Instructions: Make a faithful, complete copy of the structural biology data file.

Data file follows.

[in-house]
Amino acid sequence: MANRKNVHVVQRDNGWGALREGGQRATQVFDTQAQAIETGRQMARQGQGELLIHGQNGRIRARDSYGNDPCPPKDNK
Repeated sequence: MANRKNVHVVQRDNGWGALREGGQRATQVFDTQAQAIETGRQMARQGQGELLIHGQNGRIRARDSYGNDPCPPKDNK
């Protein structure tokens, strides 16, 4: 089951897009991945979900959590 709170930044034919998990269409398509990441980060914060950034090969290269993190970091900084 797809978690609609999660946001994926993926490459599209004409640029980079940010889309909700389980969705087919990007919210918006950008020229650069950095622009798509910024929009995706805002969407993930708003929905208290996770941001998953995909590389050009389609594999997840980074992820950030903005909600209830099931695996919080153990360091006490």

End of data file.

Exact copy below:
[in-house]
Amino acid sequence: MANRKNVHVVQRDNGWGALREGGQRATQVFDTQAQAIETGRQMARQGQGELLIHGQNGRIRARDSYGNDPCPPKDNK
Repeated sequence: MANRKNVHVVQRDNGWGALREGGQRATQVFDTQAQAIETGRQMARQGQGELLIHGQNGRIRARDSYGNDPCPPKDNK
């Protein structure tokens, strides 16, 4: 089951897009991945979900959590 709170930044034919998990269409398509990441980060914060950034090969290269993190970091900084 797809978690609609999660946001994926993926490459599209004409640029980079940010889309909700389980969705087919990007919210918006950008020229650069950095622009798509910024929009995706805002969407993930708003929905208290996770941001998953995909590389050009389609594999997840980074992820950030903005909600209830099931695996919080153990360091006490």